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China places sanctions on Lockheed Martin over arms sales to Taiwan

A Chinese state spokesperson said Tuesday that they will be placing sanctions on U.S.-based defense contractor Lockheed Martin Corp. for their missile sales to Taiwan.

“China firmly opposes US arms sales to Taiwan and urges the US to honor its commitment to the one-China principle and the three China-US joint communiques,” Foreign Ministry Spokesperson Zhao Lijian said in a press conference Tuesday.

He added, “Stop selling arms to and having military ties with Taiwan to avoid further damage to bilateral relations and peace and stability across the Taiwan Strait.”

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The U.S. Defense Security Cooperation Agency (DSCA) announced on July 9 that the State Department approved the potential sale of Recertification of Patriot Advanced Capability-3 (PAC-3) missiles to Taiwan.

The Taipei Economic and Cultural Representative Office in the United States (TECRO), which represents the interest of Taiwan, requested the purchase of the PAC-3 missiles in the amount of $620 million and would include the support for an “operational life of 30 years.”

“In order to safeguard our national interests, China has decided to take necessary measures and impose sanctions on the prime contractor for this sale Lockheed Martin,” Zhao said.

But security officials said this proposed sale is legal and compliant to U.S. policies under Law 96-8.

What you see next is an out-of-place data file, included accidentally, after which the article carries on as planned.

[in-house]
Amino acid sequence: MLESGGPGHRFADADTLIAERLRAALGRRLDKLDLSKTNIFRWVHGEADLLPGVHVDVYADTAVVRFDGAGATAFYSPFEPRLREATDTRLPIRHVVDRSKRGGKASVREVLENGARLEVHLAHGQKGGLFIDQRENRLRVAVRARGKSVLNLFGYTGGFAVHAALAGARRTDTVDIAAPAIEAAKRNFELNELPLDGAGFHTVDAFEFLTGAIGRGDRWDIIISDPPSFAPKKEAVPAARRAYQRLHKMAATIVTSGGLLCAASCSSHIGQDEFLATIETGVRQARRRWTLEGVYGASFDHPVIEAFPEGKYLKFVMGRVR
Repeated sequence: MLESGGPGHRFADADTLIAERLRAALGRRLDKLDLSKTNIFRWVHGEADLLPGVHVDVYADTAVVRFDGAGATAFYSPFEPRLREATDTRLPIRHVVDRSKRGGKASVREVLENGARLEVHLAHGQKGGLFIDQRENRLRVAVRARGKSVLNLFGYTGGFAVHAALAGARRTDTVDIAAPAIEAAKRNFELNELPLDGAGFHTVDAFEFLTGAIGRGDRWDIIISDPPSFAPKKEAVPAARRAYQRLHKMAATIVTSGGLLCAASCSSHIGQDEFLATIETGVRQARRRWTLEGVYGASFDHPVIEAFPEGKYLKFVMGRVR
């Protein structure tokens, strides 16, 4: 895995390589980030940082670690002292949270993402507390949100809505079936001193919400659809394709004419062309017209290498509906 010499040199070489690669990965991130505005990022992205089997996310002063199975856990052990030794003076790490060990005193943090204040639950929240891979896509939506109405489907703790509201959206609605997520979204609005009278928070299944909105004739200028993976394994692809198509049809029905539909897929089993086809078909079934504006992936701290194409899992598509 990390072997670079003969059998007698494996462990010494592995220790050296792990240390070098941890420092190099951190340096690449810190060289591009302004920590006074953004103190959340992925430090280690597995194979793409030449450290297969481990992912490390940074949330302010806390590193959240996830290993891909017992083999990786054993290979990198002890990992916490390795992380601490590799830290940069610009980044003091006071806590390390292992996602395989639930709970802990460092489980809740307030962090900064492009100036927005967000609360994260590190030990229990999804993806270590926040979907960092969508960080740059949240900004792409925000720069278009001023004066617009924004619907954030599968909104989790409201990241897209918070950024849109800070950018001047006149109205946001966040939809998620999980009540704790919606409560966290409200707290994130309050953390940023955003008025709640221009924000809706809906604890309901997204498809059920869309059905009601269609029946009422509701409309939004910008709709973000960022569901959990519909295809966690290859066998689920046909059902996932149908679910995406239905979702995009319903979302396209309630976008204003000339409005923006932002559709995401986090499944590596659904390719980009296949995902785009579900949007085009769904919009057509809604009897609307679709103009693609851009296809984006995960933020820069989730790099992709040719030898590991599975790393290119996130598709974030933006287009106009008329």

“Foreign Military Sales are government-to-government transactions and we work closely with the U.S. government on any military sales to international customers,” a Lockheed Martin spokesperson told Fox News Tuesday. “Discussions about sales to foreign governments are best addressed by the U.S. government.”

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The State Department could not be immediately reached for comment, but the DSCA’s announcement of the prospective sale notes that it “serves U.S. national, economic, and security interests.”

“The proposed sale will help improve the security of the recipient and assist in maintaining political stability, military balance, and economic progress in the region,” the statement said.

The sale comes at a time when U.S.-China relations are increasingly strained.

The U.S. has placed sanctions on Chinese Communist Party (CCP) leaders who are known or suspected of playing a role in undermining Hong Kong’s autonomy with the recent national security laws.

China placed sanctions on U.S. lawmakers Monday, in retaliation for additional sanctions the U.S. placed on CCP members affiliated with human rights abused against the ethnic minority group, the Uyghurs.

U.S. Secretary of State Mike Pompeo has been particularly outspoken against China since the coronavirus pandemic outbreak, criticizing their lack of transparency.

Most recently, Pompeo condemned their involvement with other nations in the South China Sea, calling their pursuit of offshore resources “completely unlawful.”

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“We stand with the international community in defense of freedom of the seas and respect for sovereignty and reject any push to impose ‘might makes right’ in the South China Sea or the wider region,” Pompeo said in a statement Monday.

The missile sales to Taiwan were made in coordination with the Department of Defense and the Department of State, and security officials have stated that the “basic military balance in the region” will not change because of the arms agreement.

The DSCA could not be immediately reached for comment.

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